Moreover, the majority’s factual claims were not just highly contested, they were at odds with the factual conclusions of the trial judge who heard this case. As a general rule, appellate judges are supposed to defer to trial judge’s findings of fact unless they are “clearly erroneous.” But the majority, according to Higginbotham, did not do so. “I had not thought that abortion cases were an exception to the coda that appellate judges are not the triers of fact,” he wrote, warning that “it is apparent that when abortion comes on stage it shadows the role of settled judicial rules.”
Should the Supreme Court allow the Fifth Circuit’s decision in Gee to stand, in other words, it would send a clear message to anti-abortion judges throughout the country. It would tell those judges that they are free to ignore the Supreme Court’s abortion decisions or to violate the ordinary rules that govern nearly all litigation in order to protect laws restricting abortion.
Indeed, the Fifth Circuit’s defiance of the Supreme Court appeared to be too much even for the conservative Chief Justice John Roberts. Last February, Roberts surprised many court-watchers by crossing over to vote with his liberal colleagues and temporarily stay the Fifth Circuit’s decision.
It’s unlikely that Roberts, who joined the dissent in Whole Woman’s Health, suddenly had a change of heart about abortion rights. Rather, the most likely message Roberts intended to send to the Fifth Circuit was more territorial — ”You don’t get to overrule Roe v. Wade. Only I get to overrule Roe v. Wade.”
Three ways the Supreme Court could resolve this case
The stay expires automatically upon the Supreme Court’s final disposition of Gee. That is why so much is at stake at the October 1 conference.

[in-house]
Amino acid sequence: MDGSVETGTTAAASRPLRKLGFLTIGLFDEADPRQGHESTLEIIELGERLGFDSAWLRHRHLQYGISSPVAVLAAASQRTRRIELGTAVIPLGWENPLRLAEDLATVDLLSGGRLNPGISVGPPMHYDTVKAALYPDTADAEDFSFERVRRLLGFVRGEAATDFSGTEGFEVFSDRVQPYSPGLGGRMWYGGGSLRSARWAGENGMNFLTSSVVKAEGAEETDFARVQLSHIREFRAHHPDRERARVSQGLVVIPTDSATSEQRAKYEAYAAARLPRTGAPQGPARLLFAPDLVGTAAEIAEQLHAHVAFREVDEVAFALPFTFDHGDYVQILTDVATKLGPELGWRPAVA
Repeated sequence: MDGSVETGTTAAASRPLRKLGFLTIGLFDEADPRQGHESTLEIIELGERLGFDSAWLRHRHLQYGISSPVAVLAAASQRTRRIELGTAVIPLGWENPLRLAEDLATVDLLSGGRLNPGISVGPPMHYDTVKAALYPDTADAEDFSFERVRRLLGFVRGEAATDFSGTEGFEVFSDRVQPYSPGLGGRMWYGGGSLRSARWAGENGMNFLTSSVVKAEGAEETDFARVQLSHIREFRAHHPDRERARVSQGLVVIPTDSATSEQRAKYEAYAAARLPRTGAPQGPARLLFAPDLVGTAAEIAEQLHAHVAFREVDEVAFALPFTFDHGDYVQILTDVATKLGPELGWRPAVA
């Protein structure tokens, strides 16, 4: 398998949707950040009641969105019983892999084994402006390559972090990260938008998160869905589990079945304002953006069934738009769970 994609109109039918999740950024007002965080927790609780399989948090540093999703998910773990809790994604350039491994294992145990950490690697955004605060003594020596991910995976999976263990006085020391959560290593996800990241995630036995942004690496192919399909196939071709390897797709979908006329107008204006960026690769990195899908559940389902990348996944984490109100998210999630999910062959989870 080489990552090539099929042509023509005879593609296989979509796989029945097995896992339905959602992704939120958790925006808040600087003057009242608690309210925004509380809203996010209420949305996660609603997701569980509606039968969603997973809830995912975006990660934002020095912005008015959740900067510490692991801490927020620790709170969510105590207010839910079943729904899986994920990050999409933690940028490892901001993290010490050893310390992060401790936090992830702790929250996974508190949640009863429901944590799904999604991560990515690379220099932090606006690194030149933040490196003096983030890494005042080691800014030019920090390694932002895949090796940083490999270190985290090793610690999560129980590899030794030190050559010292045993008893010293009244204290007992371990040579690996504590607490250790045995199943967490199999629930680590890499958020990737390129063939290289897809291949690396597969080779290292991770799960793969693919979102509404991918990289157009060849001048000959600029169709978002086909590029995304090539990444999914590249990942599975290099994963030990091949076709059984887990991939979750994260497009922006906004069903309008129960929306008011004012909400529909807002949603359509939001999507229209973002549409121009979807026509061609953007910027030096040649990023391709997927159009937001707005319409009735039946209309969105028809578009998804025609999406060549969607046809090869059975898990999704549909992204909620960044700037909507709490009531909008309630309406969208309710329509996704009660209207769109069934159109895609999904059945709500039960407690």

In theory, the Court could decide that it is so troubled by the Fifth Circuit’s defiance of Whole Woman’s Health that it reverses the appeals court without additional briefing or oral argument — a process known as “summary reversal.” Anyone who bets on this outcome should expect to walk away empty-handed.
A somewhat more likely outcome is that the Court could decide not to hear the case at all. If it did that and let the Fifth Circuit’s opinion stand, the stay lifts and Louisiana’s anti-abortion law will take effect.
Should that happen, other judges will believe that they are free to follow the Fifth Circuit’s lead — that is, to uphold anti-abortion laws even if those laws are nearly identical to laws the Supreme Court already struck down. Cases like Roe and Whole Woman’s Health will remain on the books in some zombie form, but they will be treated as optional.
Such a decision, moreover, would come at a time when Republican dominance of the federal bench is increasing. The Fifth Circuit, which oversees Mississippi, Louisiana, and Texas, already showed that it is eager to uphold anti-abortion laws. Republicans have solid majorities on the Sixth, Seventh, and Eighth Circuits, which combined oversee a vast swath of the country that includes the Midwest and much of the South and the Great Plains states. And once Trump fills two vacancies on the Eleventh Circuit, which oversees Alabama, Florida, and Georgia, Republicans will gain a majority there as well.